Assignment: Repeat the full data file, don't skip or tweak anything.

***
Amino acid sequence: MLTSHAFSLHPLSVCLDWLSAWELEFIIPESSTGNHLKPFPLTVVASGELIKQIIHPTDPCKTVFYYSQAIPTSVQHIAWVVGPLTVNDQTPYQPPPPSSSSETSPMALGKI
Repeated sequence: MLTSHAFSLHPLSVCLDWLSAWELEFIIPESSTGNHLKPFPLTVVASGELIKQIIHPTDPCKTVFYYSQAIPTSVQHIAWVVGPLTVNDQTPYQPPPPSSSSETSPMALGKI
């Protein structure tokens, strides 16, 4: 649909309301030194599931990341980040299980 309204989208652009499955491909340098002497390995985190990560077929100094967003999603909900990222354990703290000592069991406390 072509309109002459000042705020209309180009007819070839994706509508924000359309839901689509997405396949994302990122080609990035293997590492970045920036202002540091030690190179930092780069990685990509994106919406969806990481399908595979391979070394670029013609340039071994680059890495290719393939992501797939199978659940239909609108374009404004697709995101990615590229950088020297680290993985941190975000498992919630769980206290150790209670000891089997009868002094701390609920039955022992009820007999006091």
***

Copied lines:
Amino acid sequence: MLTSHAFSLHPLSVCLDWLSAWELEFIIPESSTGNHLKPFPLTVVASGELIKQIIHPTDPCKTVFYYSQAIPTSVQHIAWVVGPLTVNDQTPYQPPPPSSSSETSPMALGKI
Repeated sequence: MLTSHAFSLHPLSVCLDWLSAWELEFIIPESSTGNHLKPFPLTVVASGELIKQIIHPTDPCKTVFYYSQAIPTSVQHIAWVVGPLTVNDQTPYQPPPPSSSSETSPMALGKI
């Protein structure tokens, strides 16, 4: 649909309301030194599931990341980040299980 309204989208652009499955491909340098002497390995985190990560077929100094967003999603909900990222354990703290000592069991406390 072509309109002459000042705020209309180009007819070839994706509508924000359309839901689509997405396949994302990122080609990035293997590492970045920036202002540091030690190179930092780069990685990509994106919406969806990481399908595979391979070394670029013609340039071994680059890495290719393939992501797939199978659940239909609108374009404004697709995101990615590229950088020297680290993985941190975000498992919630769980206290150790209670000891089997009868002094701390609920039955022992009820007999006091």